Won't using people who vandalise public property and cause criminal damage send the wrong signal. Or am I being old-fashioned?
A: And what, may I ask, is invariably wrong in being old-fashioned? Eartha Kitt, you may remember, yearned for an old-fashioned millionaire. If you ever wondered what she meant, recent events have made it clear. Old-fashioned millionaires had a million old-fashioned dollars in an old-fashioned bank. That's two good old-fashioned things already. Many modern millionaires would give a lot for both of them - if only they had a lot to give, of course.
It's old-fashioned to believe that advertising, as an uninvited guest in people's lives, should be well-mannered. It's old-fashioned to believe that the most valuable ingredient in a strong brand is an excellent product within. It's old-fashioned to believe that you should never invest in companies you don't understand. Given the choice, I much prefer old-fashioned cricket to Stanford cricket.
Many old-fashioned things are dead daft and some even dangerous. And many other old-fashioned things are old-fashioned only because they've been true for a very long time and remain so. Please, in future, distinguish between the two. To use old-fashioned, as you did, as a blanket term of condemnation is not to be nearly old-fashioned enough. Old-fashioned people would never do that.
Now then, where was I? Oh, yes ... your graffiti.
As you must surely know, the answer to your question entirely depends on the nature of your brand. If you're the marketing director for Steradent, then I'd question whether your agency is right to want to give it street credibility. They almost certainly want to acquire a little street credibility for themselves while piggy-backing on your budget. (An old-fashioned agency would never do that.)
So I'm very pleased that you were old-fashioned enough to consider the longer-term consequences of their advice.
As I'm not personally in the market for anything for which street cred might be remotely appropriate, I'm afraid I can't help you any further.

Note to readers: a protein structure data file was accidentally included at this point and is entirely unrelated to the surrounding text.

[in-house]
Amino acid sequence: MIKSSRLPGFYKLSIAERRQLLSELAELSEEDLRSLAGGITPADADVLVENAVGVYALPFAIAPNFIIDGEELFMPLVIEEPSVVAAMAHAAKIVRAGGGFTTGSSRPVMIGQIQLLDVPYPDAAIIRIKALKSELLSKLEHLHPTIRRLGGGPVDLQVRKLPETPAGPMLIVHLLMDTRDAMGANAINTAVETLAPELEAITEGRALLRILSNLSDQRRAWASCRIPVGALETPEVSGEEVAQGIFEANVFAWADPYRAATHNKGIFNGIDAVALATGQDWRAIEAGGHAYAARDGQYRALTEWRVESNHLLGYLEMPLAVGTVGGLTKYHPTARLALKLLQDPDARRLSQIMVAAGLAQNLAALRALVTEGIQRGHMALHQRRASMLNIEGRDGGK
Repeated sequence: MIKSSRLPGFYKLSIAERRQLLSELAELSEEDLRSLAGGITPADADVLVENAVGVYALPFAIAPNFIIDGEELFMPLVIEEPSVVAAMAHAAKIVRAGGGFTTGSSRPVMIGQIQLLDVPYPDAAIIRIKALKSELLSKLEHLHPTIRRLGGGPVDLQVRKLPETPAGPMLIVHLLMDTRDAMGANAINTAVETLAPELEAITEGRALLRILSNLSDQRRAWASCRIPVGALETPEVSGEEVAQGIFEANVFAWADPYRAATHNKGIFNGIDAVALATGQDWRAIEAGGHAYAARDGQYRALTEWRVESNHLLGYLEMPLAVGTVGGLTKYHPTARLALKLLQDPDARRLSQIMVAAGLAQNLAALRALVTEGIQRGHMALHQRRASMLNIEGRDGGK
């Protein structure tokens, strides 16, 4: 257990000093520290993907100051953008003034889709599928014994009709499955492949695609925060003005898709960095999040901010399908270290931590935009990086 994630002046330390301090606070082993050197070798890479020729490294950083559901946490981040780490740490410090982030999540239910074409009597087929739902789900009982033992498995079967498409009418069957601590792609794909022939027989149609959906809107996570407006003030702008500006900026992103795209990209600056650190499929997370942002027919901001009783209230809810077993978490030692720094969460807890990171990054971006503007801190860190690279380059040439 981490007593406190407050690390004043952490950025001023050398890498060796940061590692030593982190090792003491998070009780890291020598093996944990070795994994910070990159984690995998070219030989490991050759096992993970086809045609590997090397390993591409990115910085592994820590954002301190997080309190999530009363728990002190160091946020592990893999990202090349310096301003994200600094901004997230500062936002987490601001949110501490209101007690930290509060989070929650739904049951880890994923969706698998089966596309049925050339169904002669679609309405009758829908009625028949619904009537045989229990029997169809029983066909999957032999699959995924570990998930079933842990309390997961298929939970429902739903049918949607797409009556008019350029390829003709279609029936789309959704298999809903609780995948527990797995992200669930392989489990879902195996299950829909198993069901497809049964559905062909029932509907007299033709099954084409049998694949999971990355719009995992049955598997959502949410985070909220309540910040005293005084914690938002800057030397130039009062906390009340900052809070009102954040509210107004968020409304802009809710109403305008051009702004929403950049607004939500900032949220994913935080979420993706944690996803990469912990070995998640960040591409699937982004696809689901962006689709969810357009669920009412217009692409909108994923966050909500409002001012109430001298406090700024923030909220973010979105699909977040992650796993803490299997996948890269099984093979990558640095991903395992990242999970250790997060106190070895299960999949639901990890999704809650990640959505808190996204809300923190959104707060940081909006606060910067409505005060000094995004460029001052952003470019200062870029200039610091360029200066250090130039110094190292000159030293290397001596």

Q: In a recent article, a well-known female newsreader complained she and the other women on television news were judged by their looks while their male counterparts are not. She went on to say that at age 44, it was "marvellous" to be considered a sex symbol and "at my age, if someone says something nice about my appearance, I am very grateful". Is there anything us marketers can learn from this paradox?
A: Yes. Just about everything. Quite soon, the Silver-Liners will be looking for what they're bound to call The Recession Dividend. And the biggest Recession Dividend will be the heart-warming damage done to the cult of rationality. Sadly, it won't be terminal - but with any luck, it will set the metric-mongers back for a decade or two.
There isn't an economist in the world, or a politician or a commentator, who has a rational explanation, an underpinning formula or an econometric equation that explains beyond challenge not only what has happened to the world's economy but even why it happened. None saw it coming and none can explain it.
This was always inevitable, since every formula, equation or model is founded on the entirely false premise that people are rational; that there are clear, consistent and predictable patterns of human behaviour that can be measured and charted. From that moment on, all conclusions will be worthless.
The newsreader you mention condemns the fact that women on television are judged on their looks and simultaneously finds it marvellous to be considered a sex symbol. You call that a paradox and so would economists: typically female, deeply irrational, internally inconsistent and extremely untidy - so let's exclude it from our econometric model.
The moment you do that, you also ignore the fact that highly intelligent and experienced people, who know perfectly well that property prices can't keep going on up for ever, commit billions of other people's money on the assumption that they will.
The better marketers have always been better at understanding all this than the most applauded economists. The floundering of the experts is a delight to observe.
Long live irrationality. Just make sure you factor it in, that's all.
- "Ask Jeremy", a collection of Jeremy Bullmore's Campaign columns, is available from Haymarket, priced £10. Telephone (020) 8267 4683.
Jeremy Bullmore welcomes questions via firstname.lastname@example.org or Campaign, 174 Hammersmith Rd, London W6 7JP.